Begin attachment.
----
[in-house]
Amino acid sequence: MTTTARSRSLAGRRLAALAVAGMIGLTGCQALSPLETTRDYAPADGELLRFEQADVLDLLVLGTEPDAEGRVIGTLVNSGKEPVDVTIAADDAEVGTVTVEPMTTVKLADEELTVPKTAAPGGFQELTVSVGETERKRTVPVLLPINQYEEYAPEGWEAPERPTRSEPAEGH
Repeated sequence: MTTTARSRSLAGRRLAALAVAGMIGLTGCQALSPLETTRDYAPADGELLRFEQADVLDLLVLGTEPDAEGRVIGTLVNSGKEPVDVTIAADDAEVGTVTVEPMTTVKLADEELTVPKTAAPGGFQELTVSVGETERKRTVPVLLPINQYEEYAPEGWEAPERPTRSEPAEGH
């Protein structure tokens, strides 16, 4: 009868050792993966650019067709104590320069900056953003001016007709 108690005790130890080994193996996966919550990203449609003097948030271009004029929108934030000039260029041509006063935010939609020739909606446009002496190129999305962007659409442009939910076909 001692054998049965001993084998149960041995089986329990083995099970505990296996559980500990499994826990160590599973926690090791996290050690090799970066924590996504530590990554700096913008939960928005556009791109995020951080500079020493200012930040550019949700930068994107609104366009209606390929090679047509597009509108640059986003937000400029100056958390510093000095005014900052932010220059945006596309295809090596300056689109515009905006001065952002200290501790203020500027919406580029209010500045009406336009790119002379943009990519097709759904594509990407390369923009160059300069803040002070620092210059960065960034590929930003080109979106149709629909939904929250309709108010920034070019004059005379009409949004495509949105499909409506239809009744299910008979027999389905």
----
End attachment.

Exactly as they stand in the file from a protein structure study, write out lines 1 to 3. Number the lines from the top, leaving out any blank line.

[in-house]
Amino acid sequence: MTTTARSRSLAGRRLAALAVAGMIGLTGCQALSPLETTRDYAPADGELLRFEQADVLDLLVLGTEPDAEGRVIGTLVNSGKEPVDVTIAADDAEVGTVTVEPMTTVKLADEELTVPKTAAPGGFQELTVSVGETERKRTVPVLLPINQYEEYAPEGWEAPERPTRSEPAEGH
Repeated sequence: MTTTARSRSLAGRRLAALAVAGMIGLTGCQALSPLETTRDYAPADGELLRFEQADVLDLLVLGTEPDAEGRVIGTLVNSGKEPVDVTIAADDAEVGTVTVEPMTTVKLADEELTVPKTAAPGGFQELTVSVGETERKRTVPVLLPINQYEEYAPEGWEAPERPTRSEPAEGH